From Wikipedia, the free encyclopedia
Jump to: navigation, search
St. Mary's church, Erwarton, Suffolk - - 283396.jpg
St. Mary's Church, Erwarton
Erwarton is located in Suffolk
Erwarton shown within Suffolk
Population 126 (2011)[1]
Shire county
Country England
Sovereign state United Kingdom
Post town Ipswich
Postcode district IP9 1
EU Parliament East of England
List of places
51°57′58″N 1°13′37″E / 51.966°N 1.227°E / 51.966; 1.227Coordinates: 51°57′58″N 1°13′37″E / 51.966°N 1.227°E / 51.966; 1.227
Erwarton Hall Gatehouse

Arwarton or Erwarton is a small village and civil parish in the Babergh district of Suffolk, England. Located on the Shotley peninsula around 9 miles (14 km) south of Ipswich, in 2005 it had a population of 110, increasing to 126 at the 2011 Census.

Neighbouring villages include Shotley, Shotley Gate, Harkstead, Chelmondiston and Holbrook.

The name originates from the Early Saxon Eoforweard tūn.[2]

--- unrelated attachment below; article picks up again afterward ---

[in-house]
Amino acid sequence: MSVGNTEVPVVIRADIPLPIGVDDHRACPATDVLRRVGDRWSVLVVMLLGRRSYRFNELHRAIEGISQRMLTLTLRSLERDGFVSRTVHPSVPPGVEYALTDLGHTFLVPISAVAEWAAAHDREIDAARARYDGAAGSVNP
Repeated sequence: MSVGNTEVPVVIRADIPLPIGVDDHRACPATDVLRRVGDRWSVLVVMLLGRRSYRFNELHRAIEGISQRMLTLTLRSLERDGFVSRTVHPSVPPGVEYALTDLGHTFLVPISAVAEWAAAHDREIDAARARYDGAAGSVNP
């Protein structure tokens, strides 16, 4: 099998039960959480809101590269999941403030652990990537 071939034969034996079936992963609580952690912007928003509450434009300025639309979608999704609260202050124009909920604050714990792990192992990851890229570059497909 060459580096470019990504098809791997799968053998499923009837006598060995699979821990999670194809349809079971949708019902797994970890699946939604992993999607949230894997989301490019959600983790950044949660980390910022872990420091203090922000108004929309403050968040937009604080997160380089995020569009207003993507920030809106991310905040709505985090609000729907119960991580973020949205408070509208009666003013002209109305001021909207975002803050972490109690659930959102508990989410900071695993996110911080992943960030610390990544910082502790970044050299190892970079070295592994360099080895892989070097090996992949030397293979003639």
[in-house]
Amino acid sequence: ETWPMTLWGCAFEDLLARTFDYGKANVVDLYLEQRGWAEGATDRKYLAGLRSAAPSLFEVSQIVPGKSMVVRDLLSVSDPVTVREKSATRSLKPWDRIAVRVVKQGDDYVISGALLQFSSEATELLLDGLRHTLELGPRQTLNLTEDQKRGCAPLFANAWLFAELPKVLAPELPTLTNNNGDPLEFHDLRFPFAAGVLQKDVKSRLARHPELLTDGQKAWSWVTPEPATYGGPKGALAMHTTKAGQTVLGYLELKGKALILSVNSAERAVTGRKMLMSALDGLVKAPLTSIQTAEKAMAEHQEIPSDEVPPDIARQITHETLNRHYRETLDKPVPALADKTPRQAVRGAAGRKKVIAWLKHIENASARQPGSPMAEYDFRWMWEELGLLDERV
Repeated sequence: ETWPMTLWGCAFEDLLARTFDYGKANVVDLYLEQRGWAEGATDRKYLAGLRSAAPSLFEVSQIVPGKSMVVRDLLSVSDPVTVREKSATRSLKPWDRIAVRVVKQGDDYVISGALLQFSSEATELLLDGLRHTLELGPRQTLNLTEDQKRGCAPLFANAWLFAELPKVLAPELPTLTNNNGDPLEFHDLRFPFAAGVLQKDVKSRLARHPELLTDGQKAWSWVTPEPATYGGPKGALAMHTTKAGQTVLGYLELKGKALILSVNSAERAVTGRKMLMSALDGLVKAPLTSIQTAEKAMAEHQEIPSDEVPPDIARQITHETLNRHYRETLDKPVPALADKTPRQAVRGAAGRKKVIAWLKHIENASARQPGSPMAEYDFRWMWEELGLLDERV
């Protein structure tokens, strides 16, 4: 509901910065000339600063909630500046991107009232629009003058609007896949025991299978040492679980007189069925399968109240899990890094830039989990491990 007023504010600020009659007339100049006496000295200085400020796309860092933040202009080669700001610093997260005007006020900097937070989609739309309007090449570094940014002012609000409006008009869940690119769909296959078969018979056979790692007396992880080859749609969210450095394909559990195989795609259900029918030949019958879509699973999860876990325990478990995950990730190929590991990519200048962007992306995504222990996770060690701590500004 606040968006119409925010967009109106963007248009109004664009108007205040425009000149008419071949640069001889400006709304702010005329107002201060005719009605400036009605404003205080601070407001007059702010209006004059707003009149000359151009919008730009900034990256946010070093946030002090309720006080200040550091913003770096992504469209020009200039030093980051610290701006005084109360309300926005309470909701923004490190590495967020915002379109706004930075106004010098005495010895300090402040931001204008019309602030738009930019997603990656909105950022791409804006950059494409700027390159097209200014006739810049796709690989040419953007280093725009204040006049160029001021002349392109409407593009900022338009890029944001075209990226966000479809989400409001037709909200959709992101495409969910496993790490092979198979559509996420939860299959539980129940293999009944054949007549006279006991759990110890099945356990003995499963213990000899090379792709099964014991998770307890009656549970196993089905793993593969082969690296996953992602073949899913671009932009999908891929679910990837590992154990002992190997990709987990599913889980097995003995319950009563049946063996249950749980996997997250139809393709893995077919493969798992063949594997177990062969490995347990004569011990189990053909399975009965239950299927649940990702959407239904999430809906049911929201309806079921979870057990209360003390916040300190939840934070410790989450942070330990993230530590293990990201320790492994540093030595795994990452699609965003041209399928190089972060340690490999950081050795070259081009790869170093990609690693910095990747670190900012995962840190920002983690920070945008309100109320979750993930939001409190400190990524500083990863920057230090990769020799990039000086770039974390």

Places of interest[edit]

  • Monuments within St. Mary's church date from the 13th century, although the present building is largely 15th century. A copy of a drawing of Queen Anne Boleyn by Holbein is attached to the 1912 organ. Under the organ is a note stating "...after her execution in the Tower of London, 19 May 1536, it was recorded that her heart was buried in this church by her Uncle, Sir Philip Parker of Erwarton Hall". In 1837 a leaden casket was discovered in the church which, by tradition, is believed to contain Boleyn's heart, although there was no inscription. The church baptismal font is adorned with a rather distinctive example of a Tudor Rose. The church tower was strengthened in the 1800s after damage by lightning, but by 2012 was in desperate need of repair.[citation needed]
  • Erwarton Hall, a Grade II* listed building, was rebuilt in about 1575.[3] The gatehouse, also grade II* listed, is a well-known local landmark.[4]
  • The Queens Head, a Grade II listed public house, dates from the 17th century or earlier.[5]


External links[edit]

Media related to Erwarton at Wikimedia Commons